Japan has been a leader in technology and innovation for decades. However, with ever-growing competition from Silicon Valley and China, the Olympics is being seen as a platform for the country to showcase its prowess.
The world of sports is no stranger to the use of technology and now it has significantly changed sports’ biggest stage, the Olympic. The Tokyo Olympic Games may have been delayed by a year but technological innovations accelerated by the COVID-19 pandemic promise to make the event more immersive by bringing athletes closer to an even wider fan base. Let’s have a look at how technology is powering Tokyo Olympics 2020…
3D Digital Twinning
3D Digital Twinning coupled with cloud-rendering technology makes it possible to simulate tracks, camera deployments, stadium seating, and in-stadium navigation services through 5G-powered VR for the benefit of athletes, broadcasters, spectators, and venue owners. Intel’s 3D digital twinning technology also creates a virtual replica of stadiums that helps athletes prepare better for their races.
Just ahead of the Tokyo Olympics, the organising committee of the Olympic and Paralympic Games unveiled four new futuristic robots which will be deployed to assist spectators, athletes, and officials at competition venues and to relay sound, images, and physical feedback from venues to those watching remotely. Tokyo 2020 Mascot type robots will welcome athletes and guests at the game’s venues and other related locations with human-like movements such as shaking hands and waving, and with a variety of facial expressions. With the COVID-19 outbreak, robots have become hugely important because they enable remote operation and allow humans to avoid direct contact in high-risk situations.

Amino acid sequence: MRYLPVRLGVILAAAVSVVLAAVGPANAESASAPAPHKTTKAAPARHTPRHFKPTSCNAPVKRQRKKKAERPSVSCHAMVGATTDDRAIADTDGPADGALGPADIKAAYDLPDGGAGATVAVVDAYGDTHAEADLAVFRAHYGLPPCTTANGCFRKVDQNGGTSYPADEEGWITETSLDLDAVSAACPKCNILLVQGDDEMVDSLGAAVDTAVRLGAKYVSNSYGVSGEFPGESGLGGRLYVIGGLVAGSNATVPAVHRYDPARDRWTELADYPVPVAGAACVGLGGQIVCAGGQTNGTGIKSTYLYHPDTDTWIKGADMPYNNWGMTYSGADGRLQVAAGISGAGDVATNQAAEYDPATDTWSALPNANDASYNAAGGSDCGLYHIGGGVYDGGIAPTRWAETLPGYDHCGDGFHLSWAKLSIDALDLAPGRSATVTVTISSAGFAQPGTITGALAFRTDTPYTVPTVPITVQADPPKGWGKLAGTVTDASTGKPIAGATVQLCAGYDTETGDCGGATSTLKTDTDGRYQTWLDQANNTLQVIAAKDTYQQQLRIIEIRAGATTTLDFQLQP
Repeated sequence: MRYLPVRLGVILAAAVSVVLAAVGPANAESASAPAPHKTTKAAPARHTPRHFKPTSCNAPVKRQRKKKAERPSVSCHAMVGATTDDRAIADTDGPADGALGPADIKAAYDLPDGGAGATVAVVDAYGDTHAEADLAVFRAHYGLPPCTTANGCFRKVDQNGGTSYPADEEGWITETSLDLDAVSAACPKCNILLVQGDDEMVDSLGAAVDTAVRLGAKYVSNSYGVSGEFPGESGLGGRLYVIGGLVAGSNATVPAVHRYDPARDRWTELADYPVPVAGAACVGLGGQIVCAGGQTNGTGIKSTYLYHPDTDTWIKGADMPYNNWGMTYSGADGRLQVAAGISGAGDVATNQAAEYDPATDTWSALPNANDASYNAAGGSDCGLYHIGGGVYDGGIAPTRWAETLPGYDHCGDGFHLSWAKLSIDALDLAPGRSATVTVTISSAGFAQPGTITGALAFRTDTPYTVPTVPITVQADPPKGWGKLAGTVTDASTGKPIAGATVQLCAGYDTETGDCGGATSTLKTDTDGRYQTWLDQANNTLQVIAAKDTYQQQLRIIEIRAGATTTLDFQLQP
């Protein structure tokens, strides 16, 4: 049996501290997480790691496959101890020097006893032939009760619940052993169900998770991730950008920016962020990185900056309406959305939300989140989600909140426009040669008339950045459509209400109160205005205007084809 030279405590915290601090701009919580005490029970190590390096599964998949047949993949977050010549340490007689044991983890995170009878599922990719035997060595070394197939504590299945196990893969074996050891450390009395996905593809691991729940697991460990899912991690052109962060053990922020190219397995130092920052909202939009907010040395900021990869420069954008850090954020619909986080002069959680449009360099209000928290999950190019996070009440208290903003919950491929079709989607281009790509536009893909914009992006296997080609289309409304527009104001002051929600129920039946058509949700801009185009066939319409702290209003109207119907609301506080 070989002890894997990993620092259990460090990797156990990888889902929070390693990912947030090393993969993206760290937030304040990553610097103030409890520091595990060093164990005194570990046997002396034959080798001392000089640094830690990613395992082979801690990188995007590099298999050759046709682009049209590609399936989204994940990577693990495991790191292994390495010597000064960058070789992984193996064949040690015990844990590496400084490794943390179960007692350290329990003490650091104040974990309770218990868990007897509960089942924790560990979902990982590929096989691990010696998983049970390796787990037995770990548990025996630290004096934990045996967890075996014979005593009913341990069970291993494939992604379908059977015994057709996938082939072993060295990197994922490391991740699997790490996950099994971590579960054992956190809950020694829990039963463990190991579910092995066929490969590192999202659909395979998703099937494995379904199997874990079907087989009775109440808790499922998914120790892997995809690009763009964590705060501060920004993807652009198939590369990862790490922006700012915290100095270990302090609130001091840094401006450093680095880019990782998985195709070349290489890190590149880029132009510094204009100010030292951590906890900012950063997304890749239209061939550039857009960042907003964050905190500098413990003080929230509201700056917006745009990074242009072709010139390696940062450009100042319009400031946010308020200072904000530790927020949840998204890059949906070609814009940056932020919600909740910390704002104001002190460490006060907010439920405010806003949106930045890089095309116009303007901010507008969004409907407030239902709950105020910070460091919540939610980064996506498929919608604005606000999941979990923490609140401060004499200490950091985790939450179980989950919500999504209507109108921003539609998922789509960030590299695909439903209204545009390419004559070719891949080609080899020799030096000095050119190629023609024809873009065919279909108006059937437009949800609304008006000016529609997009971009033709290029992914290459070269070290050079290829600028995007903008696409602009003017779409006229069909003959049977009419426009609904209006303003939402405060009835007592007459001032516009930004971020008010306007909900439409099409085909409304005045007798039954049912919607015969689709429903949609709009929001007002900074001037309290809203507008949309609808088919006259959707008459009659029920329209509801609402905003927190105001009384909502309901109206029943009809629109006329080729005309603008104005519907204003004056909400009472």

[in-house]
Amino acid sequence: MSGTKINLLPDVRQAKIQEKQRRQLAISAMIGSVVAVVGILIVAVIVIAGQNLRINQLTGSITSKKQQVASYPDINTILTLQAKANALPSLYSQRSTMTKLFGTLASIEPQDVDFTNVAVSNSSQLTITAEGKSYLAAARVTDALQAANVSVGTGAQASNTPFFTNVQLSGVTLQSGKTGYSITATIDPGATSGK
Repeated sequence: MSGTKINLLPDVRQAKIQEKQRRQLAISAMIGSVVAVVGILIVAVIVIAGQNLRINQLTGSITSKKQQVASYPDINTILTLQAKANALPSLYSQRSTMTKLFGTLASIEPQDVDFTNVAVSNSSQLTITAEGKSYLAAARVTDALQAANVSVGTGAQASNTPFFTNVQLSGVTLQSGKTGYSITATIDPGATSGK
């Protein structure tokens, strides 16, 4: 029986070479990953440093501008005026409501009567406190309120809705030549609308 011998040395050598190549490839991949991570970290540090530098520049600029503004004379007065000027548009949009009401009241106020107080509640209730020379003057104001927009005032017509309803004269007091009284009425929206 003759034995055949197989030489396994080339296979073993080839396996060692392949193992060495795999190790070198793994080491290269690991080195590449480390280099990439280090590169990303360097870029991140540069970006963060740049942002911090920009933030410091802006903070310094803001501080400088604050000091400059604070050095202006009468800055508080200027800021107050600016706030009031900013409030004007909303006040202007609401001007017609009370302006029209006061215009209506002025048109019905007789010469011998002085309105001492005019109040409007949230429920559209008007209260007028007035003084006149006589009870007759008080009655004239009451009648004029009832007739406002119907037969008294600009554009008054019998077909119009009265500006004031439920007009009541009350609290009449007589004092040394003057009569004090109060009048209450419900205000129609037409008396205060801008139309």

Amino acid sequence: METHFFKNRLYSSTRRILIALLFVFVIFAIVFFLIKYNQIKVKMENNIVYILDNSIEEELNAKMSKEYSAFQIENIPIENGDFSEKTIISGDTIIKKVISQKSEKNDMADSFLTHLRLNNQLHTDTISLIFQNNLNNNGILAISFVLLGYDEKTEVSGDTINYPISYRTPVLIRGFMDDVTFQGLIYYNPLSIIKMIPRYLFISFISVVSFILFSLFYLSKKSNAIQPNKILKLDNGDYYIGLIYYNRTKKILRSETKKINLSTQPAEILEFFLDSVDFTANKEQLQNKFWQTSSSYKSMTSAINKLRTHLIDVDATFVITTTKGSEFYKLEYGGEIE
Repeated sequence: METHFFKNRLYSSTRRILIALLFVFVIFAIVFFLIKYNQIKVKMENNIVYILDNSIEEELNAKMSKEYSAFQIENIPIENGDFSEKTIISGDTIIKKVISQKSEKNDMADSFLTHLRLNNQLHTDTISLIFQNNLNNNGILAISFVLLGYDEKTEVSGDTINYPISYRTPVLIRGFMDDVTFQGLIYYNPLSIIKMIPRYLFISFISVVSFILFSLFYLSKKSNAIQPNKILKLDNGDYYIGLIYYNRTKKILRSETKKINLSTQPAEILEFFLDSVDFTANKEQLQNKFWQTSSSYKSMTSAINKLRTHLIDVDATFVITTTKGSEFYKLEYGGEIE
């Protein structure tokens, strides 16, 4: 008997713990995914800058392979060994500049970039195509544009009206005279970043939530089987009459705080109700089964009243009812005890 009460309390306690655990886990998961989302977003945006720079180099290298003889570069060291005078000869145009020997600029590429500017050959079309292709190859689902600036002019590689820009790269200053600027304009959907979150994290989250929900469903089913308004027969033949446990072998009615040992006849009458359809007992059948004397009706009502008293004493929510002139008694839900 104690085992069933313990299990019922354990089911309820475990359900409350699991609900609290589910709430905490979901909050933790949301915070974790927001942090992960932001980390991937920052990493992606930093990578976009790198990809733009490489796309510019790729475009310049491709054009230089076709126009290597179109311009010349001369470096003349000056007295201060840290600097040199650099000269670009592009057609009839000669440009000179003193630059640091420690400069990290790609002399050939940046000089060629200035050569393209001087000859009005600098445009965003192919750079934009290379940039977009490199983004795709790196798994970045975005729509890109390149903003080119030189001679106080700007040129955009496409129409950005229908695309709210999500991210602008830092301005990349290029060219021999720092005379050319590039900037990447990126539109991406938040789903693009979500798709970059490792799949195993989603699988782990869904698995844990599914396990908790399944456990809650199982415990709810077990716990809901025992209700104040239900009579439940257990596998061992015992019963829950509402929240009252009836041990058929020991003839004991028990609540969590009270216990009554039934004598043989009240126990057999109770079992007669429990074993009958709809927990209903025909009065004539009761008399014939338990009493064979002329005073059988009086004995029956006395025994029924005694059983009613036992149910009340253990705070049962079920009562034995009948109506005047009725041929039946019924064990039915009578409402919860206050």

Motion-tracking Wearable Tech
Wearable technology in particular has been one of the more recent tools in the Olympic arsenal. Wearable fitness and motion trackers have been around since before the 2012 London games, but improvements in tracking and analytic software have turned simple trackers into a now integral part of training for many Olympic athletes. One of the key benefits of wearable tech is its ability to provide information that wasn’t previously available. In Tokyo, Chinese tech giant Alibaba Group and US chip maker Intel partnered to run a 3D athlete tracking system that allows coaches to probe into every minute movement of their Olympic athletes. Coaches can tweak training methods of players based on the real-time data provided by the system.
Alibaba Cloud has partnered with Olympic Broadcasting Services (OBS) to enable the global audiences to watch the grand event via the cloud. The cloud broadcasting solution boosts efficiencies lost through offline and labor-based production while cutting costs significantly. In addition, OBS will provide 3D athlete tracking technology, which enables viewers to see each athlete’s real-time running speed, and offers analysis of the different stages of the race in detail.